EU defence of academic freedom ‘narrow and technocratic’

Too many European policymakers see universities as knowledge factories that exist to serve state interests, according to College of Europe professor

November 22, 2022
Strasbourg, France - Sep 21, 2019 Man in front of protest placard at bus station during the largest worldwide climate march change started by Swedish climate activist Greta Thunberg
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European defences of academic freedom are too often based on a misunderstanding of universities’ democratic role, according to a European Commission legal expert. 

Sacha Garben, professor of EU law at the College of Europe and legal officer for the commission, said that despite “a lot of lofty talking about academic freedom in EU policy documents”, the “dominant conception” was that scholarship “is not about providing a palette of arguments, but rather it is expected to provide answers”.

She said a pluralistic academia that can contradict politicians “challenges the very assumptions of what some see as the main legitimacy of the European Union in its decision-making, namely technocratic governing on the basis of sound scientific evidence”. 

Much of EU and national policymaking is not based on universities’ “constitutional and democratic” role as a counterbalance to political and commercial interests, but on their serving a purpose that was “instrumental, vocational and promotional”, she told an event at Utrecht University

“Universities in this conception are knowledge factories whose value for society is to produce scientific solutions to political and societal problems; to produce marketable products, innovations and patents; and to produce instantly employable entrepreneurs and professionals for the economy and for the labour market.” 

Too often EU policymakers act as if universities should “pursue the objectives of the state” rather than “the pursuit of knowledge for knowledge’s sake”, she said. “Academic freedom in all this becomes very narrowly understood, mostly in its institutional relation to the state, and Hungary-bashing of course.” 

Professor Garben, who worked at the Court of Justice of the European Union, said she was “offended” by the court’s “completely commercial definition” of Central European University in its 2020 ruling against the Hungarian government, which invoked World Trade Organization rules on selling services to condemn the institution’s banishment to Vienna.  

To better protect academic freedom, she said European universities needed “unconditional public funding” and a “radical break with policies that meddle with curricula, especially in terms of employability”, citing programme accreditation criteria that consider graduates’ job prospects. EU policies should deter rather than encourage corporate involvement in higher education, and require transparency where this occurs, she added.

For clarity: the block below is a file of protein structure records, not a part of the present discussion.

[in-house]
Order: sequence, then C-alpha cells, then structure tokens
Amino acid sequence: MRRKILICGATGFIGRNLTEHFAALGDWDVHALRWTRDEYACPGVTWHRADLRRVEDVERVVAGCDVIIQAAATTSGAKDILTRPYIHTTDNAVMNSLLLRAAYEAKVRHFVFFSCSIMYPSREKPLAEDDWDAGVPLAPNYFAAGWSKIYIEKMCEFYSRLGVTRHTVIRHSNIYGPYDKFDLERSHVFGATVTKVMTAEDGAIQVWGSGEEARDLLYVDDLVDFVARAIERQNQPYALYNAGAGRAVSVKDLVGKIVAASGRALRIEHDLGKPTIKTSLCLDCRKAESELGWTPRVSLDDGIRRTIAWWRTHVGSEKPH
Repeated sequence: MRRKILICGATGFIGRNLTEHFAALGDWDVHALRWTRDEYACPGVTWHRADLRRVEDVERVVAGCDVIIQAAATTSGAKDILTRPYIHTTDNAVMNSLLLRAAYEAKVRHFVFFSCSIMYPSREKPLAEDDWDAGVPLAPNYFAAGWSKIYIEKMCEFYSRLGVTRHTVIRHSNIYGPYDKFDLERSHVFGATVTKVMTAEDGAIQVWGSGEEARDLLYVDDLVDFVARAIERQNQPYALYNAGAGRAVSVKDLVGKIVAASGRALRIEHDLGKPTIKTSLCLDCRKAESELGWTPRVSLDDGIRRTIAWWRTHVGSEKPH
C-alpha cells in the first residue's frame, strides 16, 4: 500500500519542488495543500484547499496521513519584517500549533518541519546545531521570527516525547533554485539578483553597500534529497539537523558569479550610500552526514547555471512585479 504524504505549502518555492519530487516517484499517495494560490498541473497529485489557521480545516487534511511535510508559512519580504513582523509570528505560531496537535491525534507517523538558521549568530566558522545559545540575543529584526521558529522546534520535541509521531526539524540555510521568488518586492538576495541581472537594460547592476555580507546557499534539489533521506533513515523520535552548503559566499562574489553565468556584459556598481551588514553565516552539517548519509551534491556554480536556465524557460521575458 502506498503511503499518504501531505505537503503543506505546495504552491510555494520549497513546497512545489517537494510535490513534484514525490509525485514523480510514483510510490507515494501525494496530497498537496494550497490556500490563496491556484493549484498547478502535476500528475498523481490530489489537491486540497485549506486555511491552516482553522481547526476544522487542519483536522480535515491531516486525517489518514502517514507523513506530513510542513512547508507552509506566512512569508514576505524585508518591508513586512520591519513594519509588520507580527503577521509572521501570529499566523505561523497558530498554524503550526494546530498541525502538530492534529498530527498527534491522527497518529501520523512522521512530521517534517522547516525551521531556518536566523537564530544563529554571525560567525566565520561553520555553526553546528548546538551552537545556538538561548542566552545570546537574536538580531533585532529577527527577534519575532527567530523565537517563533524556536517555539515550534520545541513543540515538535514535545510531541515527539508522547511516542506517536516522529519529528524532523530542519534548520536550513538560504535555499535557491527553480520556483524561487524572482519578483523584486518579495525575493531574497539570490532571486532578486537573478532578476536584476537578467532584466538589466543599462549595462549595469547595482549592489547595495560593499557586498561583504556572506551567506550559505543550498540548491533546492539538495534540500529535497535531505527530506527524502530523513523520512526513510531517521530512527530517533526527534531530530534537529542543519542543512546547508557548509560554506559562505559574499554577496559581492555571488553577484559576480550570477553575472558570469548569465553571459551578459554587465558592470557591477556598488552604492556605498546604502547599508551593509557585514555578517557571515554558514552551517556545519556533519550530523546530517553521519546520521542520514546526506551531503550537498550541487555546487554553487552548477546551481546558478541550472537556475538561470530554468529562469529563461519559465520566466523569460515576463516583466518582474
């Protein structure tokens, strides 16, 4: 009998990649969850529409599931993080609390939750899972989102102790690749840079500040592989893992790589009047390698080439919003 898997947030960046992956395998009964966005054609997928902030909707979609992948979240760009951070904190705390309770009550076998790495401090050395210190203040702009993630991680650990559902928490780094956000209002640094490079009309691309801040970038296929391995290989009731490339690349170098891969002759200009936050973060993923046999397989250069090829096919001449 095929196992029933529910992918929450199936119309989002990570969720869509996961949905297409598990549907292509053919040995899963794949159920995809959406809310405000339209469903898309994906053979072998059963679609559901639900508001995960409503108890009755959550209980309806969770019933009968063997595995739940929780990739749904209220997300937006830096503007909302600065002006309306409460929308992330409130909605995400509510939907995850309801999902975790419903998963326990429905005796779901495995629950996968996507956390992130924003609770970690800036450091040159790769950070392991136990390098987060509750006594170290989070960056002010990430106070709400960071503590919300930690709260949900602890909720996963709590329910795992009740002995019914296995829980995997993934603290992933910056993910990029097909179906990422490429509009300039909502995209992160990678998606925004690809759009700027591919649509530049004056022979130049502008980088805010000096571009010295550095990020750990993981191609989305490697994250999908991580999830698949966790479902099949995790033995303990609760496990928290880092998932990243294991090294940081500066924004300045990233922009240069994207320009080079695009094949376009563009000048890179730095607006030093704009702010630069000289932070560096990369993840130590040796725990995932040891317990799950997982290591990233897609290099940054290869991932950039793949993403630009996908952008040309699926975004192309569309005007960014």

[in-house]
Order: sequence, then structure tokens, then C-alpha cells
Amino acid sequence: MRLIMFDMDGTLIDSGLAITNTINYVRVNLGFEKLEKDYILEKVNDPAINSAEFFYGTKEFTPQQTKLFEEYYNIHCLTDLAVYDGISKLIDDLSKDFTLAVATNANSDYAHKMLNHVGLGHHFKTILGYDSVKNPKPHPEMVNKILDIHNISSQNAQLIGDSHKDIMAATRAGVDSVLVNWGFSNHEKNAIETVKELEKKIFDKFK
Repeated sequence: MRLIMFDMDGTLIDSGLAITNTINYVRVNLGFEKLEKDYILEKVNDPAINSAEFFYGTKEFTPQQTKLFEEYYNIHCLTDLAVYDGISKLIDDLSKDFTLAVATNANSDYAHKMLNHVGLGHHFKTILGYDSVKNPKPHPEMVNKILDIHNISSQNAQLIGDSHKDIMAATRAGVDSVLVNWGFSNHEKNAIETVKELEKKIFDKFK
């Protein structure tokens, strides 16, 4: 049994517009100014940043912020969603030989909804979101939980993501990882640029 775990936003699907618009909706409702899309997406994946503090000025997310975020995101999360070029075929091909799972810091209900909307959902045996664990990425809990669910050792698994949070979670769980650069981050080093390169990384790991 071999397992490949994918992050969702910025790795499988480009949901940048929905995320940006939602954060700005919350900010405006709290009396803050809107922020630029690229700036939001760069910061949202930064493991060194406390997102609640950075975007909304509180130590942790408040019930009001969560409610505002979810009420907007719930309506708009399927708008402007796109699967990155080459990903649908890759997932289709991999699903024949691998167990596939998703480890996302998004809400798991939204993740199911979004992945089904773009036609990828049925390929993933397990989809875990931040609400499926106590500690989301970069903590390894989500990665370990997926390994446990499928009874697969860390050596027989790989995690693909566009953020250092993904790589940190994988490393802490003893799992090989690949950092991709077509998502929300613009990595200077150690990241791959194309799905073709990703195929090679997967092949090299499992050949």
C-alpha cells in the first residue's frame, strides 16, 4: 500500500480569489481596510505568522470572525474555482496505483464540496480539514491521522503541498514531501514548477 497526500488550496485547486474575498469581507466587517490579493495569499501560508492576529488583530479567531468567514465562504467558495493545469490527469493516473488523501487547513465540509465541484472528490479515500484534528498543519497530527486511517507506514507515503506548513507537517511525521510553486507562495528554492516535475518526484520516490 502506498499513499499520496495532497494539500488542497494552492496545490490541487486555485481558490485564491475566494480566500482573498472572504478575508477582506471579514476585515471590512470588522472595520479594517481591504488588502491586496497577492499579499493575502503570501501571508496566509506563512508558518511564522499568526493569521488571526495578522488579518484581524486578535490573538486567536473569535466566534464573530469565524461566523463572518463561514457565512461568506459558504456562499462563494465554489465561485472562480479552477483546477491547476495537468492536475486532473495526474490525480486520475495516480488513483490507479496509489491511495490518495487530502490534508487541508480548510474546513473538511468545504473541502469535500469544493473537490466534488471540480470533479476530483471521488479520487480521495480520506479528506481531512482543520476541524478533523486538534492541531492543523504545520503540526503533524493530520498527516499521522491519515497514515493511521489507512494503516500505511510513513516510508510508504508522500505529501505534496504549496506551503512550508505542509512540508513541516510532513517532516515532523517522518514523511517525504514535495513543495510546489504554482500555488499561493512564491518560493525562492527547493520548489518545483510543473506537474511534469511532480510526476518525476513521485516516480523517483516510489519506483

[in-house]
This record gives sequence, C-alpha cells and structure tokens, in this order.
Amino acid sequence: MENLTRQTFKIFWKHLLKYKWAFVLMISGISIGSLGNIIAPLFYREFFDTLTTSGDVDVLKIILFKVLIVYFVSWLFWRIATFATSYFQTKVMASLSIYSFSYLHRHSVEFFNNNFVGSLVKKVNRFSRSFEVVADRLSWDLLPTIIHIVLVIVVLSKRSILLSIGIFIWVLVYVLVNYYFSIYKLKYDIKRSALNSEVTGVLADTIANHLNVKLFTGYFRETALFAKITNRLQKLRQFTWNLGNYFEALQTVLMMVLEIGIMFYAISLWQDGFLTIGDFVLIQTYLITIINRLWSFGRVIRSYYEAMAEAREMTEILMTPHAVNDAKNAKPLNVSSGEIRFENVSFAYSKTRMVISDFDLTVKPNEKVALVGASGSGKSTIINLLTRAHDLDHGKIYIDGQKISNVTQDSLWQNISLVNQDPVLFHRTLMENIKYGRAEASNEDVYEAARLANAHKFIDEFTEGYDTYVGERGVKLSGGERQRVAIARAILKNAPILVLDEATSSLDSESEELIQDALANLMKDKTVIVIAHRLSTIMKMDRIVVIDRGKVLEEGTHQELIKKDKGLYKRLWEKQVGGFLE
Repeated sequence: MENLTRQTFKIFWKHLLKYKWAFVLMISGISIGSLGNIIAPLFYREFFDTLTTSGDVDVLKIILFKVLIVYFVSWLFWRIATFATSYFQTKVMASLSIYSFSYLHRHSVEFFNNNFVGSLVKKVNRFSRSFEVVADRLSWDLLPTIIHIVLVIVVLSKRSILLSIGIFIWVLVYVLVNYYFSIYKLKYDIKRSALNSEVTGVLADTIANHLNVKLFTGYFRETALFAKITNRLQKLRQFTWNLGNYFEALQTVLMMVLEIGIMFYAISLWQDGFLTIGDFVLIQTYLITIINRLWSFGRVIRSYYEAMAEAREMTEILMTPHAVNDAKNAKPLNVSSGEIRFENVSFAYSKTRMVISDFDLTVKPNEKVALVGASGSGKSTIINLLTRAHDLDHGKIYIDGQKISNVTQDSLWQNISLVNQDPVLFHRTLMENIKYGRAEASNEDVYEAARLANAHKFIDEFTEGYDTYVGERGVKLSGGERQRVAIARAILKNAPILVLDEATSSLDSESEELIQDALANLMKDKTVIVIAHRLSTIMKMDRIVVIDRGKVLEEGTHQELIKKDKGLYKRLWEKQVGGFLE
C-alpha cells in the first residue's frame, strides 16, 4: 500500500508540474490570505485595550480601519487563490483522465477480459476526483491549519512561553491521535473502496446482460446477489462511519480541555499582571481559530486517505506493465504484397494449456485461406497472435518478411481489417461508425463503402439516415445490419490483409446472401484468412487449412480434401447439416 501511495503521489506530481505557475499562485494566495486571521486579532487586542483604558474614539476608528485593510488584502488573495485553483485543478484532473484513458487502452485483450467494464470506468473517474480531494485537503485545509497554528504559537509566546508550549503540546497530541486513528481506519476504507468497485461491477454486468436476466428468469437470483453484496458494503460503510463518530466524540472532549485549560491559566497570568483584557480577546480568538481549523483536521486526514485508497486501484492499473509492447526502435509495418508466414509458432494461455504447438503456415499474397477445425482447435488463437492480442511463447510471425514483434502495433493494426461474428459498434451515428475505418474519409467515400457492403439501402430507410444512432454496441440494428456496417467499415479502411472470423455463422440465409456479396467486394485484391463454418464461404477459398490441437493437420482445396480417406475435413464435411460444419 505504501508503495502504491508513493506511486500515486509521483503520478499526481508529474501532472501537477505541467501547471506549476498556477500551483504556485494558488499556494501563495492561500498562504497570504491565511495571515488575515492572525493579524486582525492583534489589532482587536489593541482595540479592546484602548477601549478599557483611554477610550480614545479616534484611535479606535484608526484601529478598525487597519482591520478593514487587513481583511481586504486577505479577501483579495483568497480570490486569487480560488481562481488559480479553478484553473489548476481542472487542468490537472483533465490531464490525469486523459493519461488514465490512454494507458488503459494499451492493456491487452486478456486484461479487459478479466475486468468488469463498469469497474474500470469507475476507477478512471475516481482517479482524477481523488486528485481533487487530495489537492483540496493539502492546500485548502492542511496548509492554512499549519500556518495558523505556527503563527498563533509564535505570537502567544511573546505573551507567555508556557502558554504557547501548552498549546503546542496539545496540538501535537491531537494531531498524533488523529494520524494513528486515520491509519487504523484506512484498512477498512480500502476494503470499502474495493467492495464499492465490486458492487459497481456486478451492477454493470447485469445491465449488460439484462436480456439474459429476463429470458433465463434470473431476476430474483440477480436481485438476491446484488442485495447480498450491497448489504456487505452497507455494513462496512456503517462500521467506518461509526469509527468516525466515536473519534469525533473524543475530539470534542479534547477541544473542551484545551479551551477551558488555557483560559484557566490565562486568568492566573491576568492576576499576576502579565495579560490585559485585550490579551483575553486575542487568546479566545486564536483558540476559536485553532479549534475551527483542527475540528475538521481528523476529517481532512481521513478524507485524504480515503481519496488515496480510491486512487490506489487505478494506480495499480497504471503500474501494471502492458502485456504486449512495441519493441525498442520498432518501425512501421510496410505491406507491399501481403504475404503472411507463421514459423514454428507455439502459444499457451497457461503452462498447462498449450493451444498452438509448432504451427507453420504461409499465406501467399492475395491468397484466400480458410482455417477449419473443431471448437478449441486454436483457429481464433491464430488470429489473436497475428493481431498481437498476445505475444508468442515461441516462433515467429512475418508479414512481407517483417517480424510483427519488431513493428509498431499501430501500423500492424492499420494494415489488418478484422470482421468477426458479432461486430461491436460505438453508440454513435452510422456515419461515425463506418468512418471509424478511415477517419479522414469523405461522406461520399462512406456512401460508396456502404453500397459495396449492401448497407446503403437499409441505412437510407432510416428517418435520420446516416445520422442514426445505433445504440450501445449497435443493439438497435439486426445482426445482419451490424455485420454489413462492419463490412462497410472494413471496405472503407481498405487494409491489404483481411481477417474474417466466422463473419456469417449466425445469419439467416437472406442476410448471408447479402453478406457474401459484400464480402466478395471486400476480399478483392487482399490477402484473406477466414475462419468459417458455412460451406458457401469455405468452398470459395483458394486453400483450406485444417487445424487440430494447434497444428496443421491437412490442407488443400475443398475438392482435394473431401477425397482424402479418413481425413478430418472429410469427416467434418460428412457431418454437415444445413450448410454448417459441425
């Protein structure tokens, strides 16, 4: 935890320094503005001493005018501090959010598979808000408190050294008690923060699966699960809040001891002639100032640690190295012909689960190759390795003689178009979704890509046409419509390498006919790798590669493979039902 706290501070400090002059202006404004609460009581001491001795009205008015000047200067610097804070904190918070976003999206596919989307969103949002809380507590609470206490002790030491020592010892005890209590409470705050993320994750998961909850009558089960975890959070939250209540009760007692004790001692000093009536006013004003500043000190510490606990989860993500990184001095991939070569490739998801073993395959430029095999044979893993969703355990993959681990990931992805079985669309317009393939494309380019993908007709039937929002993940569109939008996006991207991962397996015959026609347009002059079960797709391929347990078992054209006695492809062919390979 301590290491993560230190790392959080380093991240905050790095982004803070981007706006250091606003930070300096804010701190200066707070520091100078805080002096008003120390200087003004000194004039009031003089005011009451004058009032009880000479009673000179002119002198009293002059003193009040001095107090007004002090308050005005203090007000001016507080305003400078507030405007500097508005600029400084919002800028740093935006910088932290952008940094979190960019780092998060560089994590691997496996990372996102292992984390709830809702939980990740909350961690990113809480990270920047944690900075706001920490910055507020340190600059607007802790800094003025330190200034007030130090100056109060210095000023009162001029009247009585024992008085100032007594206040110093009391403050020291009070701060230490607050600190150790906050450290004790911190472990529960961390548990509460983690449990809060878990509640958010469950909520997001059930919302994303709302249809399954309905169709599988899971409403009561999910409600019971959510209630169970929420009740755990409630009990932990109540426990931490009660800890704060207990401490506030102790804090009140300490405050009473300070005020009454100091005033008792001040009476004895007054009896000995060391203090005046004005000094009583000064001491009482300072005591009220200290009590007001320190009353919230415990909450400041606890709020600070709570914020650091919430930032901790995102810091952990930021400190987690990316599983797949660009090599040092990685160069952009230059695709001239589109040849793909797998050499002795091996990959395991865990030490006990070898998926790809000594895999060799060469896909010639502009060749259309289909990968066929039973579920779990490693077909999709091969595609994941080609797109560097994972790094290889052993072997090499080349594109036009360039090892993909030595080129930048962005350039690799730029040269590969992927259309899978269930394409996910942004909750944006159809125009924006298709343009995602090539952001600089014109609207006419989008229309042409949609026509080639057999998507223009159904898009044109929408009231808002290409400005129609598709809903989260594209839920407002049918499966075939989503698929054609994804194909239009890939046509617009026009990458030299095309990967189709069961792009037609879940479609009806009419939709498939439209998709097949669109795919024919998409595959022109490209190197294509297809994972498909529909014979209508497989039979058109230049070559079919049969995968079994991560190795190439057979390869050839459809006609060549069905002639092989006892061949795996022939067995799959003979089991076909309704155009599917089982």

Kurt Deketelaere, professor of law at the University of Leuven, disagreed. Speaking at the same event on legal protections for academic freedom, he said that the European Research Council showed the bloc funded open-ended work that did not need to serve immediate societal, practical or commercial needs. 

“If all of us would like to go back to the non-funded, ivory tower academic, there are still some universities and some countries on this globe that will allow us to do that. But I don’t think that this is the academic model of the future,” said Professor Deketelaere, who is also secretary general of the League of European Research Universities, a lobby group.

ben.upton@timeshighereducation.com

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Reader's comments (1)

The EU (especially after the Lisbon Treaty) is based on what we could call rather narrow "neoliberal" principles and it is a legalistic and technocratic institution anyway (and no, that does not mean that I am anti-EU or for Brexit). The Court of Justice of the European Union upholds and enforces said principles until the treaties of the EU are changed, and its governing principles are broadened (beyond narrow economistic and market-based ones). This has been a very convenient arrangement for national governments, and powerful lobby interests, because the EU often functions as a fig leave and entry point for unpopular policies and for pushing market-compliant "reforms" of this or that.

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